Adams Elementary is one of only two elementary schools in Oregon to have the honor of planting a Hiroshima Peace Tree. Students in the Adams Elementary Green Club learned about the process to apply to plant a tree through the efforts of Adams teacher and school sustainability leader Connie Ash (who retired last year) and Corvallis Sustainability Coalition volunteer Rachel Kirby. The school plans to have a celebration of the tree planting when students return to school in-person later this year or next fall.
Corvallis is a good candidate for this project due to the designation as a Trees Cities USA community in Oregon. Earlier this month, Jennifer Killian, Urban Forestry Outreach and Natural Areas Specialist and Sylvan Pritchett, Outreach Coordinator for Corvallis Parks and Recreation joined Adams volunteer Rachel Kirby and principal Peter Henning to plant the tree adjacent to the Adams Elementary school campus, in a location east of the Western View Center. One of the goals is to plant the tree in a public area so everyone has the opportunity to see the tree and learn about its message of peace.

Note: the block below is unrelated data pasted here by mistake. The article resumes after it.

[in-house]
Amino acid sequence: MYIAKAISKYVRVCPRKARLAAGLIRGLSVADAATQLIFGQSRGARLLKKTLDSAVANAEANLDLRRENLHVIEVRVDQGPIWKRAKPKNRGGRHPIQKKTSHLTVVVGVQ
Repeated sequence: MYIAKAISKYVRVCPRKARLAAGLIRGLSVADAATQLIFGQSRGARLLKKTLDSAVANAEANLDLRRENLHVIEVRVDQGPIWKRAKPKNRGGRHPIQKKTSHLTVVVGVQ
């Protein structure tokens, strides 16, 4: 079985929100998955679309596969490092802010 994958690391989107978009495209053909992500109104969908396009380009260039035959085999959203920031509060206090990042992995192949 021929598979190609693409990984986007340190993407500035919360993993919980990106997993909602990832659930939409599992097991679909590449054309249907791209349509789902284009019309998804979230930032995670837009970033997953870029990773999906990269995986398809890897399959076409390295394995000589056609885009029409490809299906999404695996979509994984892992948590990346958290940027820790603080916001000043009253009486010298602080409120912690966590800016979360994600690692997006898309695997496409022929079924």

“We have tremendous support for trees in our community,” shared Sylvan Pritchett. “Volunteers plant, prune, and inventory about 200 trees each year. For this Peace Tree, Rachel Kirby will serve as the tree steward for three years making sure it is watered and properly maintained during this period.” The Peace Tree is part of the One Sunny Day Initiatives (OSDI), promoting peace, hope, and reconciliation. Working toward a world free of nuclear weapons. It was founded in 2007 by Hideko Tamura Snider. Hideko experienced the atomic bombing of Hiroshima as a young child. Educated in the U.S., she remained to practice as a social worker and psychotherapist. Now retired, she continues to speak and write on collective healing and reconciliation.
- Read the story of the Hiroshima Peace Tree
- View the map showing locations worldwide where peace trees have been planted
Over 100 ginkgos, persimmons, camphors, and camellias germinated, each a living symbol of resilience and hope. The first trees were planted in Corvallis, Lake Oswego, and Hillsboro.
Thank you to our Adams students and the adult volunteers and city staff involved with bringing this symbol of hope and reconciliation to our community!